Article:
The emotional brain and how it impacts our eating habits

The emotional brain and how it impacts our eating habits

We all need to eat and drink to sustain our bodies but food also has a bigger role. Eating provides more than just sustenance, it can evoke powerful feelings, thoughts and memories.

Most of us have certain foods that give us comfort when we are ill or in need of it. For me, it has always been warm custard. When I think back I realise that this, along with attention, love and cuddles was what my mother gave me when I was ill as a child. Even now as an adult, I will turn to my comfort food when I’ve had a rough day. Take a moment and think about what foods you turn to when you feel the need for comfort.

When we try to understand why our diet sometimes goes wrong or we hear ourselves saying ‘Why did I eat that!’ it could be linked to our emotions. ‘Emotional eating’ is a term that we have all seen and heard about in the media  over the last decade but what does it involve?

When I looked further into the emotional side of our brains I came across the term ‘ Amygdala hijack’ which was  coined by Daniel Goleman in his 1996 book Emotional Intelligence: Why It Can Matter More Than IQ. He uses the term to describe emotional responses from people which are immediate and overwhelming, and out of context with the actual situation because it has triggered a much more significant emotional threat.

Basically what this comes down to is that a response from the emotional part of our brains makes us pay attention right now, we recognise that this is urgent and we deal with it immediately without stopping to think whether we should do this or not.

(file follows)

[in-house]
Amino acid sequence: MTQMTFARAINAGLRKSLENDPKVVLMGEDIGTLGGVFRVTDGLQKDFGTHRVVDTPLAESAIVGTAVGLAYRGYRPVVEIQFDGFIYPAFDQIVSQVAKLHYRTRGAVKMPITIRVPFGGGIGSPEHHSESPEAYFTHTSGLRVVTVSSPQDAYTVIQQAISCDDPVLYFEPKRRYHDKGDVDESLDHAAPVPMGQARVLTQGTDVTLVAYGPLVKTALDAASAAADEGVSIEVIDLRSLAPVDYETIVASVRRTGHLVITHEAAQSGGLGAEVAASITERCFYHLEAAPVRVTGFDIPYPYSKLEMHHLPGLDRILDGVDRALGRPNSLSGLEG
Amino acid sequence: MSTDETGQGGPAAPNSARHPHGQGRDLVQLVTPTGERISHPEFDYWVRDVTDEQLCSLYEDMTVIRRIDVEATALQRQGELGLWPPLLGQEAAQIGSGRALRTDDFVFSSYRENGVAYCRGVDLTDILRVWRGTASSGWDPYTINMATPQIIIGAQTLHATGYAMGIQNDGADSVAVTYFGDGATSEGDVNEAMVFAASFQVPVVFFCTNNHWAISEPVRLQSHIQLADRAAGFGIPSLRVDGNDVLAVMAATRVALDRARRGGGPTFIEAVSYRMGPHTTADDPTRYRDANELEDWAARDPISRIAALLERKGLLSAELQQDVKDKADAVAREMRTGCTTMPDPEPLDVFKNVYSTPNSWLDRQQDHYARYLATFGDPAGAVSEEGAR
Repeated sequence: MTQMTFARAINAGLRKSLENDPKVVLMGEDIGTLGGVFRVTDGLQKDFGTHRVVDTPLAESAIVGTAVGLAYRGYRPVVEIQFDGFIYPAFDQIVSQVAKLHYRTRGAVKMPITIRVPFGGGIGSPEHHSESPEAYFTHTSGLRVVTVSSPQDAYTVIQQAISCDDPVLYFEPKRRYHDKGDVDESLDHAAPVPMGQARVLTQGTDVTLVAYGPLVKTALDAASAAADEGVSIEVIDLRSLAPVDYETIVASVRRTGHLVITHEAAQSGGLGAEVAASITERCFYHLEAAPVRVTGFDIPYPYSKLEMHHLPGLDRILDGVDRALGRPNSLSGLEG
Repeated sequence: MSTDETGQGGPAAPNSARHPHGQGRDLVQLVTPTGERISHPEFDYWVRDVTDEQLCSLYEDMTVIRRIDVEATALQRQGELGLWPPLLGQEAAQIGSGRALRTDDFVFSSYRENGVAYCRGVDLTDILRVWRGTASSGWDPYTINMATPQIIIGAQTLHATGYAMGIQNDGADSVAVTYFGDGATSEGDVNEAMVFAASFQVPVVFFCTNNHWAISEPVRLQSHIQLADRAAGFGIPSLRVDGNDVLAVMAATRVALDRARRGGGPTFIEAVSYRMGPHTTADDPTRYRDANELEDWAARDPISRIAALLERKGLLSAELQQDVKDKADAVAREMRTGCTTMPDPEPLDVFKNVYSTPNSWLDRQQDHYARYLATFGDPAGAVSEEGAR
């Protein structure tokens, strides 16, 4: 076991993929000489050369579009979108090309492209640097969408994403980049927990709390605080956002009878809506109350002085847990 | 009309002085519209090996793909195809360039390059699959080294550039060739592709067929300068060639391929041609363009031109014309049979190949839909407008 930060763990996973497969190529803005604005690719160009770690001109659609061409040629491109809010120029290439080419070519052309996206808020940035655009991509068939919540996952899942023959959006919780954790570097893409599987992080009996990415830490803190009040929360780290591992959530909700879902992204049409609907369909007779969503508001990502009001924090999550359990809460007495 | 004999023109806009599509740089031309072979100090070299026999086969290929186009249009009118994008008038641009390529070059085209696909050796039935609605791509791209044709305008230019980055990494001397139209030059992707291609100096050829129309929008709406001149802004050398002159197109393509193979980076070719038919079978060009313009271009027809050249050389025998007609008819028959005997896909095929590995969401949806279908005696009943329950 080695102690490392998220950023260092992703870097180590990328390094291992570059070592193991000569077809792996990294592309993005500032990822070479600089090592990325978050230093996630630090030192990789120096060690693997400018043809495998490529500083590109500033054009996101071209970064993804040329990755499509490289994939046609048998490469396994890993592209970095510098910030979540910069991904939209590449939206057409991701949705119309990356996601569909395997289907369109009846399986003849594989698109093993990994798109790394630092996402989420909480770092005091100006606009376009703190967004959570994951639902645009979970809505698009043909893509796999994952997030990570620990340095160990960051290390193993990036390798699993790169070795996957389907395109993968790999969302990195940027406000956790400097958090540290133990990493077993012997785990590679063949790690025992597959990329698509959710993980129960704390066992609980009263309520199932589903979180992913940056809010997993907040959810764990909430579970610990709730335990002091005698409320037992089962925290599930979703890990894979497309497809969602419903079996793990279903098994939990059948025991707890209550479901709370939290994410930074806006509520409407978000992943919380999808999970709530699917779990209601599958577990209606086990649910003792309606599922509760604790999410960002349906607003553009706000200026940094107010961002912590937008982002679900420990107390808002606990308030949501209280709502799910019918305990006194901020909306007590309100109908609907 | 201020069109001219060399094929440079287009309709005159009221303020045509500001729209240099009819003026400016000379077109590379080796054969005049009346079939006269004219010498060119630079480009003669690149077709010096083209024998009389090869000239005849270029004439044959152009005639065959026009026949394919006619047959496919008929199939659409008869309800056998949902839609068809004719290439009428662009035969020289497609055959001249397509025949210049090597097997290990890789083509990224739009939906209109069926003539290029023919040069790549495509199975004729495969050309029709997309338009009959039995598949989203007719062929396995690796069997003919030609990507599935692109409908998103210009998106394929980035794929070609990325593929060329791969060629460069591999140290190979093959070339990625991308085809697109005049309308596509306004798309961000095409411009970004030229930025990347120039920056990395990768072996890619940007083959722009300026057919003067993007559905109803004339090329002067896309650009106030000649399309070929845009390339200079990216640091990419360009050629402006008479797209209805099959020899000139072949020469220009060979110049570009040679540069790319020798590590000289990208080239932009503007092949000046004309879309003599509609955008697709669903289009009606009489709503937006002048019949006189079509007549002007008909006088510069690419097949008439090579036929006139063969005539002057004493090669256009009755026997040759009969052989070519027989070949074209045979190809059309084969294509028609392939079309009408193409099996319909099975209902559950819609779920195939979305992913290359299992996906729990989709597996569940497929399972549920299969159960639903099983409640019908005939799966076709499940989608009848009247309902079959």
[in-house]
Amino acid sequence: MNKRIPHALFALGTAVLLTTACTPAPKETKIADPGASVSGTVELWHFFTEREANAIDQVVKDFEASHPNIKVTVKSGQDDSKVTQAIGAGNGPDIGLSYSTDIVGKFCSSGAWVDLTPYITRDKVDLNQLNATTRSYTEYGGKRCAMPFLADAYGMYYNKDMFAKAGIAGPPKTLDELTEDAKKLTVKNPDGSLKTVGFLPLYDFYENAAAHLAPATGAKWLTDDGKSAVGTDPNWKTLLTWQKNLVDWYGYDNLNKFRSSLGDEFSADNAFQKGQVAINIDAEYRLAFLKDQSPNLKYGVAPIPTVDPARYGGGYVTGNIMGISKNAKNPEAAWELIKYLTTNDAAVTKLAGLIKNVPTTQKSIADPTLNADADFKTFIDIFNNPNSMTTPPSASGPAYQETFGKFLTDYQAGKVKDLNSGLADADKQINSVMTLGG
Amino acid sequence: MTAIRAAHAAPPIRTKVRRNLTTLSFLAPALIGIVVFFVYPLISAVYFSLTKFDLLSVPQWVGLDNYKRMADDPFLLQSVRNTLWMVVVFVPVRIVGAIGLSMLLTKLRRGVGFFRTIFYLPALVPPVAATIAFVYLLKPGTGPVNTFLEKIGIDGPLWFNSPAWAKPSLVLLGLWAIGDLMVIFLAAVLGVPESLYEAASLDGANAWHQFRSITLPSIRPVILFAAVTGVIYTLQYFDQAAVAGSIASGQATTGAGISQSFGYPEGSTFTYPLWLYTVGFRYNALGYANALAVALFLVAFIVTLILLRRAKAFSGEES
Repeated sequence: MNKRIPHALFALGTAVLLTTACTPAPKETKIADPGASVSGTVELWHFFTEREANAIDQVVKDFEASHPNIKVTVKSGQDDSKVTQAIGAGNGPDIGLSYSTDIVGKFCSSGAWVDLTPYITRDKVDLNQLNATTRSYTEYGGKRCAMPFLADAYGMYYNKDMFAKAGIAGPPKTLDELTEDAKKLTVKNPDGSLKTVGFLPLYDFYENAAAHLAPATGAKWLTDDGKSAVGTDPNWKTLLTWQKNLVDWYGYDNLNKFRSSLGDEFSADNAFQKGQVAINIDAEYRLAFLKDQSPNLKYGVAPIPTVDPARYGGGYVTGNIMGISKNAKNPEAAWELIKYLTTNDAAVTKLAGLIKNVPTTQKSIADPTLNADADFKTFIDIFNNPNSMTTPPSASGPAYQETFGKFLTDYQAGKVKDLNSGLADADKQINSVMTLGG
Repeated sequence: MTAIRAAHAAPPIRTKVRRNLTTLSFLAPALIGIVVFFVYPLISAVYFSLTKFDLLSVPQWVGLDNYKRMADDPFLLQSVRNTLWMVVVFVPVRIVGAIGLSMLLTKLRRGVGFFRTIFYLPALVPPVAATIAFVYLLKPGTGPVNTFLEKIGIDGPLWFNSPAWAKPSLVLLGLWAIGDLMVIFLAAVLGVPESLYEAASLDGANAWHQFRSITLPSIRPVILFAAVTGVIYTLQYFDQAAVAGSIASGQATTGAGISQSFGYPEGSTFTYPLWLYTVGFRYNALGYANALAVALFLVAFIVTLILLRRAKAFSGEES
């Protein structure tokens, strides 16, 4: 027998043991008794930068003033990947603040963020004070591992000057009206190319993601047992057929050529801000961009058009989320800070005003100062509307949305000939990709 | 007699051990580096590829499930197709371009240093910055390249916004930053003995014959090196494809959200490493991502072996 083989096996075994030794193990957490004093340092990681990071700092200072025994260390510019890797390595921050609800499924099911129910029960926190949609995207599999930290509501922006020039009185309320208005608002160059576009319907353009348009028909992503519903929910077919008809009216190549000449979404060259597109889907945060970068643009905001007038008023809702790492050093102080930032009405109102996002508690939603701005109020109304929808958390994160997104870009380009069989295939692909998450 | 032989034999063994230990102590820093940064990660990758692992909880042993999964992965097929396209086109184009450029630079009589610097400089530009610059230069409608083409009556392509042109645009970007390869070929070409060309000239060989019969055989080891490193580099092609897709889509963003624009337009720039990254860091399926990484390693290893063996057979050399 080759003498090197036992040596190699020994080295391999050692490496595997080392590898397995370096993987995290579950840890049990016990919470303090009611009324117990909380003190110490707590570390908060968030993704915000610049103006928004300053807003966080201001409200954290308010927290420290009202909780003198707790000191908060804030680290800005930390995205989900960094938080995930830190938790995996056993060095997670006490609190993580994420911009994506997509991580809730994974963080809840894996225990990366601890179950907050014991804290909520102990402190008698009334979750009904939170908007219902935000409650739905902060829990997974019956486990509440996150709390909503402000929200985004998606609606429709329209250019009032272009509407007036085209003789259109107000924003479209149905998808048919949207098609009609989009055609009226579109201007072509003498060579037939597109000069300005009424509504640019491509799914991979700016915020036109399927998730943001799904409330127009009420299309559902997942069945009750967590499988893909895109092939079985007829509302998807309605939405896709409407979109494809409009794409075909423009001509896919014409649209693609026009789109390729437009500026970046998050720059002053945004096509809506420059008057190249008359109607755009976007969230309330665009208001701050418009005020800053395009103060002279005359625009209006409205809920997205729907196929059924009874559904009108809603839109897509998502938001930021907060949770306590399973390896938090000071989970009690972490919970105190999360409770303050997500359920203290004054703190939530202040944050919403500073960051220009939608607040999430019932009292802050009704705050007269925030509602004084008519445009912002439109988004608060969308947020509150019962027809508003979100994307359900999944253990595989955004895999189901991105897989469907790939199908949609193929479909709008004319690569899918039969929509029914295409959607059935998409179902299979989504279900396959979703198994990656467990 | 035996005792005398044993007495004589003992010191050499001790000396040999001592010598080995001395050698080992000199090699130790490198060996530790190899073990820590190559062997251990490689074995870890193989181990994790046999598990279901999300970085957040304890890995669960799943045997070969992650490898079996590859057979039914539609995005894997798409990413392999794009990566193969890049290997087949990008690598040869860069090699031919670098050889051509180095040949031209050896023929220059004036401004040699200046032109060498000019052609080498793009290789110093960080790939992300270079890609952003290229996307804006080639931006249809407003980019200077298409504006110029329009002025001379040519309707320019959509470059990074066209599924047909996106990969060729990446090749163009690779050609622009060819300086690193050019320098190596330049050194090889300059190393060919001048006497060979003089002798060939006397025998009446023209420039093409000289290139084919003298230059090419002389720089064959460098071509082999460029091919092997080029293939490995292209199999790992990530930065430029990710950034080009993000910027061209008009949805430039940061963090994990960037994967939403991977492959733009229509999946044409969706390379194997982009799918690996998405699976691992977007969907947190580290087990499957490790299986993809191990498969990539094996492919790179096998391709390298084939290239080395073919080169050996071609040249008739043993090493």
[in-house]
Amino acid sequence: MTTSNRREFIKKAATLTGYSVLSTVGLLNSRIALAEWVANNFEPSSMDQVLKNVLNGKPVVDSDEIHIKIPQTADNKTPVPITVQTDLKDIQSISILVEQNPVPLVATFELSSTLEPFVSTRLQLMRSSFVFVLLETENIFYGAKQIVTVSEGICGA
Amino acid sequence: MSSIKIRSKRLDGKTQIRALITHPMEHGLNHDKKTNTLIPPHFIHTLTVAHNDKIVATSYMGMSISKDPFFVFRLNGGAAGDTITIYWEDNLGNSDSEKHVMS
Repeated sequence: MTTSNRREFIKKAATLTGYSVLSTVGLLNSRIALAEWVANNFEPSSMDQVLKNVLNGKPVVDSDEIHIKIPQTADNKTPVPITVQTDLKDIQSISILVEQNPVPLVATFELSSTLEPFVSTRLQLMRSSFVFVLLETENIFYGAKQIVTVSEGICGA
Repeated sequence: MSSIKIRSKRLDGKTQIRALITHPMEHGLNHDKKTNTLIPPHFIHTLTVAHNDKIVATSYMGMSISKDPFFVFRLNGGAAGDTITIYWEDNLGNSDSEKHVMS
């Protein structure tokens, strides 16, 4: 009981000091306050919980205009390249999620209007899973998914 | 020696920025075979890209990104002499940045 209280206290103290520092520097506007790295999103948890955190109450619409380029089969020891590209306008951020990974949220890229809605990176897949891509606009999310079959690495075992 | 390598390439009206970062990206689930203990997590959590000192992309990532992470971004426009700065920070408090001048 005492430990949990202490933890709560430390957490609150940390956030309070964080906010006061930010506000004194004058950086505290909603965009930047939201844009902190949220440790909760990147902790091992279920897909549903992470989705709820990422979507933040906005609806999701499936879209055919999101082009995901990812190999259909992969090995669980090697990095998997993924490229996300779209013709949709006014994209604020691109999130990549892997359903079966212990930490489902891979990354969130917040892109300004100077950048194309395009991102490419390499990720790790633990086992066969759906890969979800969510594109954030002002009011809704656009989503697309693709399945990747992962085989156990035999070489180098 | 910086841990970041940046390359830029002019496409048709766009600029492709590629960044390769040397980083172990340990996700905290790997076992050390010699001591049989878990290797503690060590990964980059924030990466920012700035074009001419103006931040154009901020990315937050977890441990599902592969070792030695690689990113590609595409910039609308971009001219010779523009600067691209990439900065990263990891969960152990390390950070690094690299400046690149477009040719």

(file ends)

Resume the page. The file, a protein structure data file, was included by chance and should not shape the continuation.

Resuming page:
So if you have ever found yourself part way through your diet and having eaten foods that you know you shouldn’t have, quickly and without any real thought, it might well be your emotional brain that has decided this for you.

Different personality types will experience this differently and will also handle their response in very different ways.

So what can we do to make sure that this unhelpful pattern of behaviour does not continue? Well, the first step is to recognise when ,where and with whom these events happen. If it has happened once it is likely to happen again. It seems to me the way to start to control this is to recognise it, look at it in detail and prepare your response so you are ready for it when it happens again.

Helen Clarke, Co-Founder DietMaps